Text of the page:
Stack of Journals: Closure, or Lack Thereof

I still have some things stored in my old bedroom at my parent’s house.  You know, those things that there wasn’t room for in your college room or subsequent apartments, but that you just couldn’t possibly part with.  This past year I have begun working on going through these things.  Most of it is easy since, obviously, if I haven’t used it in the last *gulp* 13 years, I probably don’t need it.

But I’m stuck on the journals.  There are a lot of my words in there.  A lot of my time.  A lot of me.  So I have brought a stack of them home and am slowly skimming my way through them, hoping that perhaps I will have a more clear feeling about what exactly to do with them when I’m done.  In the interim, I thought perhaps I would share some of my younger pre-existence of blog thoughts here.

First up:  a journal I had to keep for a class during  my sophomore year in college.  It was an educational theatre class in which we practiced and performed a play about sexual assault and dating violence for other area colleges, high schools and community groups.  We also learned a great deal about the topic and conducted a question and answer session after each show.  The class was co-taught by a theatre professor and the campus wellness coordinator.

The journal entry I ran across was pages and pages of me trying to make sense of my sophomore year.  I  was reflecting on the fact that my character in the play had a line about life being great and how hard it was for me to say that in a believable manner, since I felt exactly the opposite.  As I wrapped up my ramblings I stated that I had been trying to write about my semester to get some closure, but that it really hadn’t seemed to help.  In the margins, the wellness coordinator commented that “life doesn’t have closure.”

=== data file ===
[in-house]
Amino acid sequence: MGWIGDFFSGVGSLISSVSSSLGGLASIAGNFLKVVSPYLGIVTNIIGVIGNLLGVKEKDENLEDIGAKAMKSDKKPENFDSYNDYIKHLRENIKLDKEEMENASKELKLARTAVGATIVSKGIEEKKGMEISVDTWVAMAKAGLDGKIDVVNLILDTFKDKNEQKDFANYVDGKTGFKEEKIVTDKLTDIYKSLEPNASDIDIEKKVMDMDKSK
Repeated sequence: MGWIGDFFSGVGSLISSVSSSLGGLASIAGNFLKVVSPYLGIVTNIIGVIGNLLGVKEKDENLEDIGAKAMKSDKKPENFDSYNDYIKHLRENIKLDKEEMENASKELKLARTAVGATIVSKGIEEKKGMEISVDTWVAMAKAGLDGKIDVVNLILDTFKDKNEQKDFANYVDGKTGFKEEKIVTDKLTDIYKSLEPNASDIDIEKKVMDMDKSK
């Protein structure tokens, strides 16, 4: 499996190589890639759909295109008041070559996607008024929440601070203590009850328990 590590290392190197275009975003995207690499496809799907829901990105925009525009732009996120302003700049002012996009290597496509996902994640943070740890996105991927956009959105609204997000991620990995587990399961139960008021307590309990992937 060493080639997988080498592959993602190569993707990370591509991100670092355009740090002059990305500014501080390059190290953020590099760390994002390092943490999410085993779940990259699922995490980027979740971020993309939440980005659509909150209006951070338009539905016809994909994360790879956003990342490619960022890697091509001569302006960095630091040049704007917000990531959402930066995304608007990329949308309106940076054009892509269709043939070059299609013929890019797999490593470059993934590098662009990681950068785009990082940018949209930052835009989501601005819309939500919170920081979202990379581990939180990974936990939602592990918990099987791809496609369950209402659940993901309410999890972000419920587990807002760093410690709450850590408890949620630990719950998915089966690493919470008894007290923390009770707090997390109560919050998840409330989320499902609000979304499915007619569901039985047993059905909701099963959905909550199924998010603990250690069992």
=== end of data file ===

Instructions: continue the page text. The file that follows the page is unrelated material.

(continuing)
At 19, I’m guessing this comment just made me feel more normal, like it was okay that I didn’t have it all figured out.  At 35, reading  it gave me chills.  Because it is true.  And  because learning to live in the moment and enjoy the unpredictable, often unfinished business of life has become really core to who I am as an adult.  That sophomore year of messy, undone, best laid plans was formative in this.  And every time someone said it was okay or that I was normal got me closer to where I am today.

Both the educational theatre class, and (especially) the wellness coordinator are probably largely what sparked my interest in working in higher education (though I’m stubborn and it took me a while to come around to it).  What an amazing reminder that old journal was of the important role we can play in the lives of others, just by taking the time to really listen.

While I’m no closer to figuring out what to do with the old journals, I am excited to see what other treasures lie within.  More to come . . .

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